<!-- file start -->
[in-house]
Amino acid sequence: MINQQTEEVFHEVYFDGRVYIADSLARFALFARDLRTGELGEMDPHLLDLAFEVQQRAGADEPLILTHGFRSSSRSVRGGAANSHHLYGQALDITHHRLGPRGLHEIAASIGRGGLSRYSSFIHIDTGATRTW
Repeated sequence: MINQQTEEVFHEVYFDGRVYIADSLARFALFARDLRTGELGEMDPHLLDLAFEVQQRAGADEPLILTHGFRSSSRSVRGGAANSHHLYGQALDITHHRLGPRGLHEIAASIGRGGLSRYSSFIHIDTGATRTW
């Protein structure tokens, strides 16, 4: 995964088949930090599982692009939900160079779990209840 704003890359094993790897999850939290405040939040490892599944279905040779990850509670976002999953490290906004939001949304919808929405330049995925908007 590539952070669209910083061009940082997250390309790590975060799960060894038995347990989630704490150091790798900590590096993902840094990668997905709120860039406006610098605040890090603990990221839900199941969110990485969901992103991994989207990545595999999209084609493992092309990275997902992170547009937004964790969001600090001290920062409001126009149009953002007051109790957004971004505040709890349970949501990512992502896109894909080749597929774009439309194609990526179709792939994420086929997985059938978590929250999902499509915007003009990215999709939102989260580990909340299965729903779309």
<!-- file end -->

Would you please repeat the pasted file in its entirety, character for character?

[in-house]
Amino acid sequence: MINQQTEEVFHEVYFDGRVYIADSLARFALFARDLRTGELGEMDPHLLDLAFEVQQRAGADEPLILTHGFRSSSRSVRGGAANSHHLYGQALDITHHRLGPRGLHEIAASIGRGGLSRYSSFIHIDTGATRTW
Repeated sequence: MINQQTEEVFHEVYFDGRVYIADSLARFALFARDLRTGELGEMDPHLLDLAFEVQQRAGADEPLILTHGFRSSSRSVRGGAANSHHLYGQALDITHHRLGPRGLHEIAASIGRGGLSRYSSFIHIDTGATRTW
């Protein structure tokens, strides 16, 4: 995964088949930090599982692009939900160079779990209840 704003890359094993790897999850939290405040939040490892599944279905040779990850509670976002999953490290906004939001949304919808929405330049995925908007 590539952070669209910083061009940082997250390309790590975060799960060894038995347990989630704490150091790798900590590096993902840094990668997905709120860039406006610098605040890090603990990221839900199941969110990485969901992103991994989207990545595999999209084609493992092309990275997902992170547009937004964790969001600090001290920062409001126009149009953002007051109790957004971004505040709890349970949501990512992502896109894909080749597929774009439309194609990526179709792939994420086929997985059938978590929250999902499509915007003009990215999709939102989260580990909340299965729903779309």